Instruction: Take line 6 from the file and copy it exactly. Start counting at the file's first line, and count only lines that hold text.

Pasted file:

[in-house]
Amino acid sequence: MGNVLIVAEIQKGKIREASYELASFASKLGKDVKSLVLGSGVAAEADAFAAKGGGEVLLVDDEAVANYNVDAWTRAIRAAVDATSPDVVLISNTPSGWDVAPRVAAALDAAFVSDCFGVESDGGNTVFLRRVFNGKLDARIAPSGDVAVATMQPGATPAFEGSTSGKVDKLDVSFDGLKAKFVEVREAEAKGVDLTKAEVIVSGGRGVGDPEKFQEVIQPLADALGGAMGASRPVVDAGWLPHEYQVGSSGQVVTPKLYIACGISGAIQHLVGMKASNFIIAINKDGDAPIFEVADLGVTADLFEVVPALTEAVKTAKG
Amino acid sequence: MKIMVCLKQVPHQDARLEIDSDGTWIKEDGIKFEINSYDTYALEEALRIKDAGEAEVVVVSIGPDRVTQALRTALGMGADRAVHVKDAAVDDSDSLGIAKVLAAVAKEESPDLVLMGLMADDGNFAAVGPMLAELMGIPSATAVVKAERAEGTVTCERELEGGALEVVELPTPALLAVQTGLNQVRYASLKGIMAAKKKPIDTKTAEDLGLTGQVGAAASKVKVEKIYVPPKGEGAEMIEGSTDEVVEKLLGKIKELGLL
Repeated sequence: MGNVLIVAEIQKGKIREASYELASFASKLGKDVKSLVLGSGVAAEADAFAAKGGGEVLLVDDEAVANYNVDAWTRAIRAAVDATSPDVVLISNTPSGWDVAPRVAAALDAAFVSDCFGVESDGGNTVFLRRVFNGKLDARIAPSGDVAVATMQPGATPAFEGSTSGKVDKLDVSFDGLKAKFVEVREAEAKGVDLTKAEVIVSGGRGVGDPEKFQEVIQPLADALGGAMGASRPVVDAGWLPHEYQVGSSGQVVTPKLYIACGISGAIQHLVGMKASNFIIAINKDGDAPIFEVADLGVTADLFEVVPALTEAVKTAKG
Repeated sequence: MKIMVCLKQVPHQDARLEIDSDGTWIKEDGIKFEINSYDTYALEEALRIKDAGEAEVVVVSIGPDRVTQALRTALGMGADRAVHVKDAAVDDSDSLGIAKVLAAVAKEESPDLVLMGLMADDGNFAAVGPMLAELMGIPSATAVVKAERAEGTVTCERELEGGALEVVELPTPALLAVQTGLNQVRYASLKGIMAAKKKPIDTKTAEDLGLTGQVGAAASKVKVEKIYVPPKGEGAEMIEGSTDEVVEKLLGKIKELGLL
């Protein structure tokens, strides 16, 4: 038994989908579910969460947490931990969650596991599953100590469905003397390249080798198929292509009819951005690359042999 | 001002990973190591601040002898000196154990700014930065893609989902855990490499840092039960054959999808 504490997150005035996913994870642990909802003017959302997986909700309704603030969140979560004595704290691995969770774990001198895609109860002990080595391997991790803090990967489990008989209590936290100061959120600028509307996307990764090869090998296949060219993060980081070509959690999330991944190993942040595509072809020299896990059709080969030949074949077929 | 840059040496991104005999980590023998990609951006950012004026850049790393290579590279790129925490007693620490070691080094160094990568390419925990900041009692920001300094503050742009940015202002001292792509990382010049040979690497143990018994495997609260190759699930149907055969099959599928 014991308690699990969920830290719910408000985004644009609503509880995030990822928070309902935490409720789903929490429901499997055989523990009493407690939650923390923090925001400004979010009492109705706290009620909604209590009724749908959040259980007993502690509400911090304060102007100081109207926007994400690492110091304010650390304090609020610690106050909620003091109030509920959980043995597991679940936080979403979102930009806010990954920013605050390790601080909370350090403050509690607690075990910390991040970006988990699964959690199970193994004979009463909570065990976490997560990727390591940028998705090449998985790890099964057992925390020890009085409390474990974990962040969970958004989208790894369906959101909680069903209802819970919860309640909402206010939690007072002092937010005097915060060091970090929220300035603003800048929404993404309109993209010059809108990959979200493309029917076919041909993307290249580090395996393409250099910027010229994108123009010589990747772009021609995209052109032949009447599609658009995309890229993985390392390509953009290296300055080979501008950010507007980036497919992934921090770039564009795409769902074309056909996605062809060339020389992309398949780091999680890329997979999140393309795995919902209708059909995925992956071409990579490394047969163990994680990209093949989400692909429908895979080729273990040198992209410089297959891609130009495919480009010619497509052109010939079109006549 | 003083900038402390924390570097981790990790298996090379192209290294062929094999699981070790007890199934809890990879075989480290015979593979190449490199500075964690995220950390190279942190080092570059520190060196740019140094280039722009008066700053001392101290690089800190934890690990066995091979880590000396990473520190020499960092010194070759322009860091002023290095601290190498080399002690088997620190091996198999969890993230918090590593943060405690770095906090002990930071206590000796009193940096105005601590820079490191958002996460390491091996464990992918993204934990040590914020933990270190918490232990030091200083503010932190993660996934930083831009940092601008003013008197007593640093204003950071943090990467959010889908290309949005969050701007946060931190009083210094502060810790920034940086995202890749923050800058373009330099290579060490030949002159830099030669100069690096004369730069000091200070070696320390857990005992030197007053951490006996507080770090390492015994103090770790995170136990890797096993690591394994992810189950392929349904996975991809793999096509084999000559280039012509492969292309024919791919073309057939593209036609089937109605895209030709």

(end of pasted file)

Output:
């Protein structure tokens, strides 16, 4: 038994989908579910969460947490931990969650596991599953100590469905003397390249080798198929292509009819951005690359042999 | 001002990973190591601040002898000196154990700014930065893609989902855990490499840092039960054959999808 504490997150005035996913994870642990909802003017959302997986909700309704603030969140979560004595704290691995969770774990001198895609109860002990080595391997991790803090990967489990008989209590936290100061959120600028509307996307990764090869090998296949060219993060980081070509959690999330991944190993942040595509072809020299896990059709080969030949074949077929 | 840059040496991104005999980590023998990609951006950012004026850049790393290579590279790129925490007693620490070691080094160094990568390419925990900041009692920001300094503050742009940015202002001292792509990382010049040979690497143990018994495997609260190759699930149907055969099959599928 014991308690699990969920830290719910408000985004644009609503509880995030990822928070309902935490409720789903929490429901499997055989523990009493407690939650923390923090925001400004979010009492109705706290009620909604209590009724749908959040259980007993502690509400911090304060102007100081109207926007994400690492110091304010650390304090609020610690106050909620003091109030509920959980043995597991679940936080979403979102930009806010990954920013605050390790601080909370350090403050509690607690075990910390991040970006988990699964959690199970193994004979009463909570065990976490997560990727390591940028998705090449998985790890099964057992925390020890009085409390474990974990962040969970958004989208790894369906959101909680069903209802819970919860309640909402206010939690007072002092937010005097915060060091970090929220300035603003800048929404993404309109993209010059809108990959979200493309029917076919041909993307290249580090395996393409250099910027010229994108123009010589990747772009021609995209052109032949009447599609658009995309890229993985390392390509953009290296300055080979501008950010507007980036497919992934921090770039564009795409769902074309056909996605062809060339020389992309398949780091999680890329997979999140393309795995919902209708059909995925992956071409990579490394047969163990994680990209093949989400692909429908895979080729273990040198992209410089297959891609130009495919480009010619497509052109010939079109006549 | 003083900038402390924390570097981790990790298996090379192209290294062929094999699981070790007890199934809890990879075989480290015979593979190449490199500075964690995220950390190279942190080092570059520190060196740019140094280039722009008066700053001392101290690089800190934890690990066995091979880590000396990473520190020499960092010194070759322009860091002023290095601290190498080399002690088997620190091996198999969890993230918090590593943060405690770095906090002990930071206590000796009193940096105005601590820079490191958002996460390491091996464990992918993204934990040590914020933990270190918490232990030091200083503010932190993660996934930083831009940092601008003013008197007593640093204003950071943090990467959010889908290309949005969050701007946060931190009083210094502060810790920034940086995202890749923050800058373009330099290579060490030949002159830099030669100069690096004369730069000091200070070696320390857990005992030197007053951490006996507080770090390492015994103090770790995170136990890797096993690591394994992810189950392929349904996975991809793999096509084999000559280039012509492969292309024919791919073309057939593209036609089937109605895209030709």